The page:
Diving with great whites

Swellendam, South Africa

The drive to Gansbaai would take no more than 90 minutes, Katherine, the owner of Akademie, told me this morning. My trip with Shark Cage Diving was leaving at 10 a.m., so promptly at 8:30 a.m., it was time for me to hit the road. Katherine’s directions there were spot on — her time estimate, not so much.

By 10 a.m., I’d still not arrived in Hermanus, the whale watching capital of the world, and the site of a Saturday morning marathon that detoured me on rural back roads. The last half hour south to Gansbaai and Danger Point was a haul; for a good portion of it, a Jeep Grand Cherokee kept on my tail. It followed me into the parking lot at nearly 11 a.m. “Brian. Brian McFarlane,” the guy said. “Captain. Don’t worry, this boat isn’t going anywhere without me.”

Apparently, the 10 a.m. departure was South African time — meaning it wouldn’t get going until 11 or so. After signing a waiver and listing my next of kin (“Have you gone diving before?” I asked the woman handling the paperwork. “Not a chance,” she replied), we watched a brief safety demonstration, were handed bright orange slickers and were next speeding away from shore into the choppy Indian Ocean.

We settled on a spot and dropped anchor. Chum, consisting of mashed tuna (“Bloody and oily attracts ‘em,” yelled one of the first mates), was tossed into the water while the cage was attached to the side of the boat. Meanwhile, a floating seal decoy and a chunk of fish were set out as bait.


And then the wait began.

It was like fishing, Captain Brian explained, only we were fishing for great white sharks, the fiercest predator of the ocean, and instead of hooking them, we only wanted to view them in a near-death experience.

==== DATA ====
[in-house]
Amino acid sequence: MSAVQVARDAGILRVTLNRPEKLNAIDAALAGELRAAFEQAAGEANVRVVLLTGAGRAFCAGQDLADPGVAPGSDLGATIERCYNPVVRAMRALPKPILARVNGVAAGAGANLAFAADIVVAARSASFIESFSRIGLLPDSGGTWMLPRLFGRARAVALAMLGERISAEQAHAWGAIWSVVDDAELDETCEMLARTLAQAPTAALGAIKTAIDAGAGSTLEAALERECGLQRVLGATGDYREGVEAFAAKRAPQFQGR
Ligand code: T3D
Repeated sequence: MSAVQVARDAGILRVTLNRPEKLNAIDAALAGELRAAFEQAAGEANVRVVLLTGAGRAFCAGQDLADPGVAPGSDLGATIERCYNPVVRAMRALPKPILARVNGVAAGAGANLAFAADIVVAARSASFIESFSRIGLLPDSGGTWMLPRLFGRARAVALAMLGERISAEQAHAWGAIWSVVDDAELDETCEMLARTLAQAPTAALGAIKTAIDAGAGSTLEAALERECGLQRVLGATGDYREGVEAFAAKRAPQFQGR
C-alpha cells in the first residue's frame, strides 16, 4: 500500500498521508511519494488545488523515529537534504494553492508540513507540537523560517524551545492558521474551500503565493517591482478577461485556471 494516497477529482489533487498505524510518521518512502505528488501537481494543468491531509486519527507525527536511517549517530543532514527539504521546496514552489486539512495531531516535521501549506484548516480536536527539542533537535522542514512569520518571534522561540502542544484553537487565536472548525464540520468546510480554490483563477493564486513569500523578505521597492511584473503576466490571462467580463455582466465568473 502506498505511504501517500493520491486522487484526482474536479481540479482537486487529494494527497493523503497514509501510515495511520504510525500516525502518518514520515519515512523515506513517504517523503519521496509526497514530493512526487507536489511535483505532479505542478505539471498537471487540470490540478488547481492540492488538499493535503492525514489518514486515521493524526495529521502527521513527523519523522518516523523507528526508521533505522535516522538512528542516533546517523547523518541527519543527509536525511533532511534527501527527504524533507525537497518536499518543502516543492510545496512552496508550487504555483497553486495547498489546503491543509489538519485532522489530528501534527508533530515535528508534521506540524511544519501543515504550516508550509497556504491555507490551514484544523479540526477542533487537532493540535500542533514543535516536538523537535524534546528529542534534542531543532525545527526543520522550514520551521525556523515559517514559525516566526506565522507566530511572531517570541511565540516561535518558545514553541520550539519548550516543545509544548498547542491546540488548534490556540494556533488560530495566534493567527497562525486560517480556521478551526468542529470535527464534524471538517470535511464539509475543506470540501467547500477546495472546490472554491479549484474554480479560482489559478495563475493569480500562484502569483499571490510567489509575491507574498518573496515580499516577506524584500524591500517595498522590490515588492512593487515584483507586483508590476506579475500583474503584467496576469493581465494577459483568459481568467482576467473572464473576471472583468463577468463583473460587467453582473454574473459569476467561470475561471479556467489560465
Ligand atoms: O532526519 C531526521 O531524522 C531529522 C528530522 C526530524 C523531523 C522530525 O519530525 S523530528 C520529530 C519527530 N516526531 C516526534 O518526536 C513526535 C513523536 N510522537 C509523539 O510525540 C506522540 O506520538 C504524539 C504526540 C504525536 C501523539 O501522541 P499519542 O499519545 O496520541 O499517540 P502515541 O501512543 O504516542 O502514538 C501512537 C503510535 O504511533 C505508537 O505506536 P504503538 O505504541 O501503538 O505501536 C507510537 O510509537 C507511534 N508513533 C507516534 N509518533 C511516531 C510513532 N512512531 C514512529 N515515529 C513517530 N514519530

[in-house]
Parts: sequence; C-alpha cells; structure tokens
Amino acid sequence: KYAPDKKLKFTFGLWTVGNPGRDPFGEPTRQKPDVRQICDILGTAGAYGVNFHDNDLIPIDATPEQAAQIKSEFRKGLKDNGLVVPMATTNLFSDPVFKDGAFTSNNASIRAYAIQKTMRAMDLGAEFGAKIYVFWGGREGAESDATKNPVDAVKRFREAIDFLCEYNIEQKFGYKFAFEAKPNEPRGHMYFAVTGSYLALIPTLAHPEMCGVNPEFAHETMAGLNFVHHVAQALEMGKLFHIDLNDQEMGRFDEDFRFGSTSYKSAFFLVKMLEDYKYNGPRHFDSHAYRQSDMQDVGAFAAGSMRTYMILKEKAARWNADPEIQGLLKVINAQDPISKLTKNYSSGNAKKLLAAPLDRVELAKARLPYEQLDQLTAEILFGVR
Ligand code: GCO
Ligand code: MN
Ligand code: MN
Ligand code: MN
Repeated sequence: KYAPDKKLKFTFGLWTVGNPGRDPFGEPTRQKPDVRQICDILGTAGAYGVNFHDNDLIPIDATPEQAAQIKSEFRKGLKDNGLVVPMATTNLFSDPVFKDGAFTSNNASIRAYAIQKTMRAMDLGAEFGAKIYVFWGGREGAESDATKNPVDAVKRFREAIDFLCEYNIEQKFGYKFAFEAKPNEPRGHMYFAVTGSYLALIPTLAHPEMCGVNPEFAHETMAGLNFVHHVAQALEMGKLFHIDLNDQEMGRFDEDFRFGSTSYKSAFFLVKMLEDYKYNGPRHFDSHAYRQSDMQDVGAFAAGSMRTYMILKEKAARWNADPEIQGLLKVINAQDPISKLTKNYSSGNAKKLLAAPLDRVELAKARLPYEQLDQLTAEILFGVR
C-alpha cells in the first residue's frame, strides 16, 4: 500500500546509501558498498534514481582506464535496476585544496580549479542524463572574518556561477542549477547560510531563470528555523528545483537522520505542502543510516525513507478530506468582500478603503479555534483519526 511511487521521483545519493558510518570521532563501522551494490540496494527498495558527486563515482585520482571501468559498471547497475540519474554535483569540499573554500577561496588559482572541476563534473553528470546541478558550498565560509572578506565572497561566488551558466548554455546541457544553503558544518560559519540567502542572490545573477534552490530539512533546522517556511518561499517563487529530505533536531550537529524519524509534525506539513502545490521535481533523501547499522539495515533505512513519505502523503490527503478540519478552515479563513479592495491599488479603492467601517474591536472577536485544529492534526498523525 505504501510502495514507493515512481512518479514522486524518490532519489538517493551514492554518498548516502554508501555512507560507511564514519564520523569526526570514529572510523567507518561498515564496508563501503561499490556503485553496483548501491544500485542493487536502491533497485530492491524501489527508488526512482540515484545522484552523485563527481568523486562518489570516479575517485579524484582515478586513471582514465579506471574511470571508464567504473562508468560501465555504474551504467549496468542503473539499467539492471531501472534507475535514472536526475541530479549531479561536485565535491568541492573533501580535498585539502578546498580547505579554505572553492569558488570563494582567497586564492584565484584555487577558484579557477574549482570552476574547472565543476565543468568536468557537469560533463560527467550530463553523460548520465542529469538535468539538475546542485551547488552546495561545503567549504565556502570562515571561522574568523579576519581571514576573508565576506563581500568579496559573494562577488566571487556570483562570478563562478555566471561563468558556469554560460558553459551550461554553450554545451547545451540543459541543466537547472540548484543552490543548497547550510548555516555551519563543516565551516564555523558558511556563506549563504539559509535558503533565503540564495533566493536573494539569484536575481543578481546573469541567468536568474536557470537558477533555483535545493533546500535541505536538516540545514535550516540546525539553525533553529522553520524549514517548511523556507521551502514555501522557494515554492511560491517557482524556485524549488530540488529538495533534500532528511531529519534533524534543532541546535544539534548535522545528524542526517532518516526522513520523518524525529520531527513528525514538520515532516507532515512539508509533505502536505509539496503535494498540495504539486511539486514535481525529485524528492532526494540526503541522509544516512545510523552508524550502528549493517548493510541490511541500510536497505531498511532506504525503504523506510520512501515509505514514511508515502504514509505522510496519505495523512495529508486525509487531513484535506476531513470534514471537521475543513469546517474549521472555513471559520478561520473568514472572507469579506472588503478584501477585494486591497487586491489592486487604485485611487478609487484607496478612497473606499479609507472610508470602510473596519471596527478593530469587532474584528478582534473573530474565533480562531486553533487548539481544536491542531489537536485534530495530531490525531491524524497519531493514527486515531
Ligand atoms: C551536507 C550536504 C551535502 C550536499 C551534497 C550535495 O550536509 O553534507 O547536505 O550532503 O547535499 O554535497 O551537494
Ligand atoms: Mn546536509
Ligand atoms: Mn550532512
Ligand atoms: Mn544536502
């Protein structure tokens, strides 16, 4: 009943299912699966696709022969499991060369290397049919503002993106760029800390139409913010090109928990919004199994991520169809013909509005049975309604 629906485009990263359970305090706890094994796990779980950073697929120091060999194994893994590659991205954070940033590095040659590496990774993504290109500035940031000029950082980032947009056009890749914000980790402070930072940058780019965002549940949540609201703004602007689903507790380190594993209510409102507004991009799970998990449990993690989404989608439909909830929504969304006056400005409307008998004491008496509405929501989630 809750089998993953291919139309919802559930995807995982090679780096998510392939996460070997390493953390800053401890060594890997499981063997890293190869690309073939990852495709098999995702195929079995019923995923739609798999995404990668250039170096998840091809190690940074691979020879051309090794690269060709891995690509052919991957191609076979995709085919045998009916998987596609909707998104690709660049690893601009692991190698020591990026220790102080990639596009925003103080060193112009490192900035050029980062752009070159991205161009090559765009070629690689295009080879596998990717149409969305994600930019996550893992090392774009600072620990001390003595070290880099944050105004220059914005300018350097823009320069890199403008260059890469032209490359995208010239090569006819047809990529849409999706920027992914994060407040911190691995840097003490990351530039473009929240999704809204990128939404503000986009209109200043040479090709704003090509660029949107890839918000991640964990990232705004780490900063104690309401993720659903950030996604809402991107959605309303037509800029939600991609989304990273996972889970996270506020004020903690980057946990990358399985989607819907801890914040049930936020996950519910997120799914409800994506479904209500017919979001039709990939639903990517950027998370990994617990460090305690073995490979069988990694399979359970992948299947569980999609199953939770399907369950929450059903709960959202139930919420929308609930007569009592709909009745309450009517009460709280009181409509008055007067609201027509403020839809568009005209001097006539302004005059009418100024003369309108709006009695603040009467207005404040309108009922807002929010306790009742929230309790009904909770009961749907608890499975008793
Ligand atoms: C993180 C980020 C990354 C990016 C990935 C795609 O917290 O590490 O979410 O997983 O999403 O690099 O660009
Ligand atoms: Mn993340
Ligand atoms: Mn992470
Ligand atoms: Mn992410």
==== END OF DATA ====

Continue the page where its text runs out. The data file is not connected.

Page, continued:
And then the wait continued.

And continued.

We attracted several sharks but none stuck around long enough for us to enter the cage. Several folks on the boat succumbed to seasickness and had to take a zodiac back to shore. Meanwhile, we moved to a different spot in pursuit of the sharks.

As the hours ticked by, we started to grow restless. Then, suddenly, after 4 hours at sea, came a shout, “SHARK!” A great white, nearly 10 feet in length, was swimming furiously around the boat. We quickly jumped into the cage as the bait brought the monster even closer.

Watching from underneath the water, the bait was pulled close to the cage and the shark forcefully lunged to grab it. In doing so, it somehow managed to wedge its snout in the bars of the cage directly in front of me. For a few seconds, it thrashed furiously to free itself, rocking the cage as we all hung on for dear life. Freed, he took off and we all surfaced with a scream.






After returning to shore, it was about a 90 minute drive through the rolling countryside to Swellendam, a small town that is the gateway to the Garden Route. Much of the way, it was just me and the road.



My accommodation here was at Rothman Manor, which hooked me up with Suite Africa, overlooking the pool and with radiant heat in the bathroom.





It was a quiet night. The pizza place next door served up a solid Mediterranean thin crust with olives, peppers, onions, sun dried tomatoes and chicken. After, there was time to ponder my brush with death.

Fun times.

(Some of these photos are courtesy of Flickr user coessensbart who went on the same trip. Unfortunately, it wasn’t possible for me to take any while in the cage.)

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